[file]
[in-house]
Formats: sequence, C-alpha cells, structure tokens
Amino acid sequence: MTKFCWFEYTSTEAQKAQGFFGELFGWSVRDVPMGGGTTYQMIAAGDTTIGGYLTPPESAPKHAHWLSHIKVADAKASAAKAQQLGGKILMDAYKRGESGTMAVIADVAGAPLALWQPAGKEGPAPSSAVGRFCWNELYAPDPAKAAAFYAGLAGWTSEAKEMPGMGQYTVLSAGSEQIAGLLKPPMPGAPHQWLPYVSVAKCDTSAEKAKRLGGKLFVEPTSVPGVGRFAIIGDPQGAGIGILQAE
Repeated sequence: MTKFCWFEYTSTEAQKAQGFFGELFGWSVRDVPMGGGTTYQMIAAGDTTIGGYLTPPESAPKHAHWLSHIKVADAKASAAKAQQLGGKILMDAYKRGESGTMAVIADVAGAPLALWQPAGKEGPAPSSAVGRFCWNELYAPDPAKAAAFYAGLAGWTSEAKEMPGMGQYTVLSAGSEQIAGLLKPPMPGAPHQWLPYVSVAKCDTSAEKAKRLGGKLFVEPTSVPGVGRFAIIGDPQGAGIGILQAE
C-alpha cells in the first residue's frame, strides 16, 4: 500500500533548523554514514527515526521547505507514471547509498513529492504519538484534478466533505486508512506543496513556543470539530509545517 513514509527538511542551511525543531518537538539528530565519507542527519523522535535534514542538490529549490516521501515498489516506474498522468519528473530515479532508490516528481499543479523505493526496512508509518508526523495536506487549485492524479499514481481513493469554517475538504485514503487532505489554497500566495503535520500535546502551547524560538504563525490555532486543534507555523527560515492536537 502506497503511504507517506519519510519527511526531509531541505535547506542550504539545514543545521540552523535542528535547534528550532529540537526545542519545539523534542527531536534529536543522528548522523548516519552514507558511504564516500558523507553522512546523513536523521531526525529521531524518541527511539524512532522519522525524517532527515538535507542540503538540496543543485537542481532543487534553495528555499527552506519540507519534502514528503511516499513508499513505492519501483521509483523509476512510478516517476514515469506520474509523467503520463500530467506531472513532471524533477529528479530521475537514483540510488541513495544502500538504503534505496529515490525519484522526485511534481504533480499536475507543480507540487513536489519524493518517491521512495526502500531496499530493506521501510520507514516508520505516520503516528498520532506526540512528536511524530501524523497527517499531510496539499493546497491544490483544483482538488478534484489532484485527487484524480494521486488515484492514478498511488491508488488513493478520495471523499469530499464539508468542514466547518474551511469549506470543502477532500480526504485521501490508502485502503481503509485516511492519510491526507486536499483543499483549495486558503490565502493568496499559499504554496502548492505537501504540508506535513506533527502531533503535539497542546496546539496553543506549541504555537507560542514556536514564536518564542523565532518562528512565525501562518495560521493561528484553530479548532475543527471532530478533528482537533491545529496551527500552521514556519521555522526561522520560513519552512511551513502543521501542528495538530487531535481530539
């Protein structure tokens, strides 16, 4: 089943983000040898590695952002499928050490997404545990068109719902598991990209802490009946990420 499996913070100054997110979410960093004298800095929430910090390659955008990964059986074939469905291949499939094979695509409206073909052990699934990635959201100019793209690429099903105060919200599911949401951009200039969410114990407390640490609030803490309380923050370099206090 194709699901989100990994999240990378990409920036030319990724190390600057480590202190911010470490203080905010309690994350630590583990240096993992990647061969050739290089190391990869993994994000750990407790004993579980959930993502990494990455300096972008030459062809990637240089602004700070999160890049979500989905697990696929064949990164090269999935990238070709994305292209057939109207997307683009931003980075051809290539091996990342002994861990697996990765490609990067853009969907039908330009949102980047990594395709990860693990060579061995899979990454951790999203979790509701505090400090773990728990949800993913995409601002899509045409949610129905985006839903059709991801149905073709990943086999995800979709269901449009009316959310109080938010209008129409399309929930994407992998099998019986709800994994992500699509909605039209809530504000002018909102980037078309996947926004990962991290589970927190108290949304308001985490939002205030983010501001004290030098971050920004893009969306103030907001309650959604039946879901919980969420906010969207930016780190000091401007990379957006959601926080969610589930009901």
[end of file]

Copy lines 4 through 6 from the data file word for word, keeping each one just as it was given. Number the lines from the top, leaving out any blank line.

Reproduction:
Repeated sequence: MTKFCWFEYTSTEAQKAQGFFGELFGWSVRDVPMGGGTTYQMIAAGDTTIGGYLTPPESAPKHAHWLSHIKVADAKASAAKAQQLGGKILMDAYKRGESGTMAVIADVAGAPLALWQPAGKEGPAPSSAVGRFCWNELYAPDPAKAAAFYAGLAGWTSEAKEMPGMGQYTVLSAGSEQIAGLLKPPMPGAPHQWLPYVSVAKCDTSAEKAKRLGGKLFVEPTSVPGVGRFAIIGDPQGAGIGILQAE
C-alpha cells in the first residue's frame, strides 16, 4: 500500500533548523554514514527515526521547505507514471547509498513529492504519538484534478466533505486508512506543496513556543470539530509545517 513514509527538511542551511525543531518537538539528530565519507542527519523522535535534514542538490529549490516521501515498489516506474498522468519528473530515479532508490516528481499543479523505493526496512508509518508526523495536506487549485492524479499514481481513493469554517475538504485514503487532505489554497500566495503535520500535546502551547524560538504563525490555532486543534507555523527560515492536537 502506497503511504507517506519519510519527511526531509531541505535547506542550504539545514543545521540552523535542528535547534528550532529540537526545542519545539523534542527531536534529536543522528548522523548516519552514507558511504564516500558523507553522512546523513536523521531526525529521531524518541527511539524512532522519522525524517532527515538535507542540503538540496543543485537542481532543487534553495528555499527552506519540507519534502514528503511516499513508499513505492519501483521509483523509476512510478516517476514515469506520474509523467503520463500530467506531472513532471524533477529528479530521475537514483540510488541513495544502500538504503534505496529515490525519484522526485511534481504533480499536475507543480507540487513536489519524493518517491521512495526502500531496499530493506521501510520507514516508520505516520503516528498520532506526540512528536511524530501524523497527517499531510496539499493546497491544490483544483482538488478534484489532484485527487484524480494521486488515484492514478498511488491508488488513493478520495471523499469530499464539508468542514466547518474551511469549506470543502477532500480526504485521501490508502485502503481503509485516511492519510491526507486536499483543499483549495486558503490565502493568496499559499504554496502548492505537501504540508506535513506533527502531533503535539497542546496546539496553543506549541504555537507560542514556536514564536518564542523565532518562528512565525501562518495560521493561528484553530479548532475543527471532530478533528482537533491545529496551527500552521514556519521555522526561522520560513519552512511551513502543521501542528495538530487531535481530539
């Protein structure tokens, strides 16, 4: 089943983000040898590695952002499928050490997404545990068109719902598991990209802490009946990420 499996913070100054997110979410960093004298800095929430910090390659955008990964059986074939469905291949499939094979695509409206073909052990699934990635959201100019793209690429099903105060919200599911949401951009200039969410114990407390640490609030803490309380923050370099206090 194709699901989100990994999240990378990409920036030319990724190390600057480590202190911010470490203080905010309690994350630590583990240096993992990647061969050739290089190391990869993994994000750990407790004993579980959930993502990494990455300096972008030459062809990637240089602004700070999160890049979500989905697990696929064949990164090269999935990238070709994305292209057939109207997307683009931003980075051809290539091996990342002994861990697996990765490609990067853009969907039908330009949102980047990594395709990860693990060579061995899979990454951790999203979790509701505090400090773990728990949800993913995409601002899509045409949610129905985006839903059709991801149905073709990943086999995800979709269901449009009316959310109080938010209008129409399309929930994407992998099998019986709800994994992500699509909605039209809530504000002018909102980037078309996947926004990962991290589970927190108290949304308001985490939002205030983010501001004290030098971050920004893009969306103030907001309650959604039946879901919980969420906010969207930016780190000091401007990379957006959601926080969610589930009901």